That was the start of his 60-year career in the music business, working alongside such luminaries as John Lennon and Ringo Starr, Mick Jagger and the Rolling Stones, Elton John and a host of other major figures on the creative side of the industry, as well as becoming close friends with a number of other famous people, including Freddie Mercury and Charlie Watts. Watts was a particular friend, King having saved the drummer’s cat, Louise, whose back leg had been crushed in a car accident. King took the cat to a vet, who reconstructed the leg using wire, a difficult and expensive business. Afterwards he used to stay with Watts and his wife in their cottage in Lewes, and whenever he went to stay, Louise would appear to say hello.
“She always knows when you’re in the house,” Shirley Watts told him.
He was there when the Beatles first appeared on the scene. He describes the first time he met them, in the Green Room of a BBC show called Pop In, when they were plugging their second single, “Please, Please Me.” “The moment they walked in, they lit up the place like thousand-watt light bulbs,” he says. As a plugger in the industry he had access to all the latest sounds. George and Ringo lived just around the corner from where he worked and he’d drop a pile of records at their flat on a regular basis.
He was also there before their fateful trip to the United States, after “I Want To Hold Your Hand” became their first number one in America, and the Beatles held the first five places in the charts, a feat that has never been repeated since. It was the beginning of Beatlemania.
As King describes the party the night before: “The Beatles themselves were hugely excited about the trip. They were a bit like schoolboys about to go on a school outing. They didn’t know—no one really did—what would await them when they landed.”
Phil Spector and the Ronettes were there, as well as Cynthia Lennon. Someone put on “Heat Wave” by Martha and the Vandellas, and Ronnie Spector, the lead singer of the Ronettes, joined in with the song. As King describes it: “George and John… just sat there, mouths agape at this beautiful, clear American soul voice. Note perfect, word perfect—wonderful… It was a moment within a moment, and I stood there, drink in hand, listening and watching on, knowing what a privilege it was to be there.”
After this he went to work for Andrew Loog Oldham, the Rolling Stones’ manager and producer. This was after hearing an acetate of their single, (I Can’t Get No) Satisfaction. Oldham offered him a job. “If someone had played you an advance copy of ‘Satisfaction’ by the Rolling Stones at your job interview, what would you have said?”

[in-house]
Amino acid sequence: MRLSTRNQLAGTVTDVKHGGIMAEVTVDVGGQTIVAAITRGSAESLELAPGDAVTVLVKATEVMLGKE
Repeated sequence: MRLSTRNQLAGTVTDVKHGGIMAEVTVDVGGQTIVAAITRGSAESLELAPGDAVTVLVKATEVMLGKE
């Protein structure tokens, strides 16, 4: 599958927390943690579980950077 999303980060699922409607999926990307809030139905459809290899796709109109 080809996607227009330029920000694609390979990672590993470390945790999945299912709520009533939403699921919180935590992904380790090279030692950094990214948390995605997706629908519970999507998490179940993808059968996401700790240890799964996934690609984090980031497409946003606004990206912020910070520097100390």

Interviewing King at the festival was interesting. The venue was a place called The Forum, a small funky-looking building tucked under a beautiful, wooded hill in the center of town. About 60 people turned up to see us. I was only there to facilitate the event, to keep the author talking by asking him what I hoped would be the right questions. I chose to read extracts from the book, which he said he enjoyed. He’s in his 80s, a little frail, with Parkinson's disease. He would stumble and shake getting up and sometimes needed a hand. The audience loved him. Who wouldn’t? I shook his hand at the beginning of the interview and said to the audience, “I’ve shaken the hand that shook the hand of John Lennon,” to which he replied, “and who wrestled him to the ground once.” I’ll let you buy the book if you want to find out more about that particular episode.
It was a bit like This Is Your Life, that well-known TV series where an interviewer surprises a celebrity guest and then brings on all his family and friends to talk about him. I’d read out a few lines and then let the author carry on talking. I divided it into sections with the names of all his famous associates: The Beatles, The Rolling Stones, Elton John, etc. King knew Elton John before he became Elton John, when he was still Reg Dwight. What I wanted to know was when he stopped being Reg and turned into Elton? As Dwight he was shy and dowdily dressed. As Elton John, of course, he’s well known for his flamboyance and outrageous confidence. King said it was after a sell-out American tour, when he had been lauded as the next best thing. He said he took his style from other piano players, like Fats Domino, Little Richard and Liberace. Piano players have a tendency to get lost behind their instrument and have to do something striking to bring attention to themselves.